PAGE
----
Which toilets should transwomen use? Transsexuals have used women’s facilities for decades – without problems, or so we are told – but appeals to history provide poor support to arguments. Even asking the question provokes strong emotions, but we need answers if we hope to defuse what has become a febrile territorial dispute over women’s spaces.
Clear policy promotes confidence, but it also requires courage. Should women be told to make room for males? Or should transsexuals be blocked from spaces they thought were theirs by right? Ambivalence, however, is not an option. The published report of a trans comedian forcing the issue at the recent LGB Alliance Conference means that this debate is now urgent.
When I transitioned in 2012, access to women’s spaces was an assumed right. Nobody consulted women, of course, but there was also the expectation that I would change my hormone regime and seek gender reassignment surgery. There was a process to follow and a barrier to entry. Transexuals were rare and, when the goal was to avoid attention, inclusion seemed to work.
But times have changed. The transgender umbrella has become a marquee that extends far beyond medical transitioners. Today, service providers are faced with a much broader group of people. Even if it was right to include transsexuals in the past, the current situation is very different. Without the tools to distinguish post-op transsexuals from the rest, the old rules are no longer fit for purpose.
We all know that men and women pose different risks, and we therefore treat men and women with different degrees of caution. When my children were young, for example, I told them to seek help from women if they became lost. Not because I thought all men were potential abusers, but I couldn’t identify them from the rest. Basic safeguarding requires that we apply the same rules to all men.
Abusive males will go to extreme lengths to access women when they are vulnerable; if they can sidestep safeguarding procedures by identifying as women, some may well do so. Certainly it is a safeguarding weakness that we would be very foolish to ignore.
… letting me in inevitably leads to pressure from others, “you let Debbie in, why not me?” Women should not come under that pressure. Inconvenient truths are still truths. Transwomen are not women: we are the opposite sex. For that reason alone, I need to stay out.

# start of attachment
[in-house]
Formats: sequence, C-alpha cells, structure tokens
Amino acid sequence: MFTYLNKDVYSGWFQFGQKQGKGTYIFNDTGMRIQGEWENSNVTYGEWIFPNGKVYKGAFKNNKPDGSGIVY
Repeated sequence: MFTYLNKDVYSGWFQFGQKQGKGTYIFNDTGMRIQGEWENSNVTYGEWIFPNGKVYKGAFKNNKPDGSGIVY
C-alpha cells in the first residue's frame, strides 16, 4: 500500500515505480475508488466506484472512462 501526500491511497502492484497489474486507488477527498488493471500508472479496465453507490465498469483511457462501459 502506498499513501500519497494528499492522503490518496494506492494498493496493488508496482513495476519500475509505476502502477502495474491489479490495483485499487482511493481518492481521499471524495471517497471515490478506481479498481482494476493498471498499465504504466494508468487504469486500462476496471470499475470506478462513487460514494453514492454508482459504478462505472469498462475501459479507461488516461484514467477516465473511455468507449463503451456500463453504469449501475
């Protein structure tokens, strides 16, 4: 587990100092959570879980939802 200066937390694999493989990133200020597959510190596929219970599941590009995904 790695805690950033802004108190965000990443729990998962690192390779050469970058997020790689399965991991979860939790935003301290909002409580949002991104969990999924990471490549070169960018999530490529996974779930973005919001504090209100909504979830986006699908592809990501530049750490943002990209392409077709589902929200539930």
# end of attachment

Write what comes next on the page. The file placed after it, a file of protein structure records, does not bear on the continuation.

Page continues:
Changes in society may have lowered the barrier to entry to be considered a transwoman but women’s spaces were always for women. Transsexuals have always been guests, often uninvited, and our presence was always an imposition. Safeguarding is one concern, but single-sex spaces help to maintain dignity and respect. As a boy, for example, I knew the discomfort the boys felt if a girl wandered into our space: the embarrassment was palpable.
When we demarcate the sexes, we would need very good reasons not to draw the line according to biology.
When I transitioned, I thought I was some kind of women so I used women’s toilets without a second thought. I knew that I wasn’t a danger, but the women around me didn’t. Perhaps the suggestion of gatekeeping reassured women, but that illusion is now much harder to maintain.
Even where I am known and among friends, letting me in inevitably leads to pressure from others, “you let Debbie in, why not me?” Women should not come under that pressure. Inconvenient truths are still truths. Transwomen are not women: we are the opposite sex. For that reason alone, I need to stay out.
I’ve shied away from saying this because I know transwomen who transitioned decades ago. Some pass so well that those around them do not clock them. Why should they change what they have done for 30 or 40 years? They need to at least consider it because the world has changed. If we genuinely respect the sex that we claim to identify with then, we need to recognise their boundaries.
That doesn’t mean we should use the men’s; that would be a false dichotomy. Additional single-use facilities can and do work for anyone who does not wish to share communal facilities with their own sex.
Modern buildings tend to include them. At the recent LGB Alliance conference the unisex toilets worked just fine when nature called. The transwoman forcing the agenda was doing so for political reasons rather than out of necessity. Organisations struggle to respond when the reaction is likely to be accusations of transphobia, or even threats of legal action. But this is a nettle that must be grasped.
Clear policy is needed, and we all need to respect it. Because inclusion that really matters for trans people is not access to single-sex spaces but equal treatment as human beings out in the conference hall. That was happening at the LGB Alliance Conference where trans people were accepted as friends and allies, and that is something that we can all celebrate.
Debbie Hayton is a transgender teacher and journalist.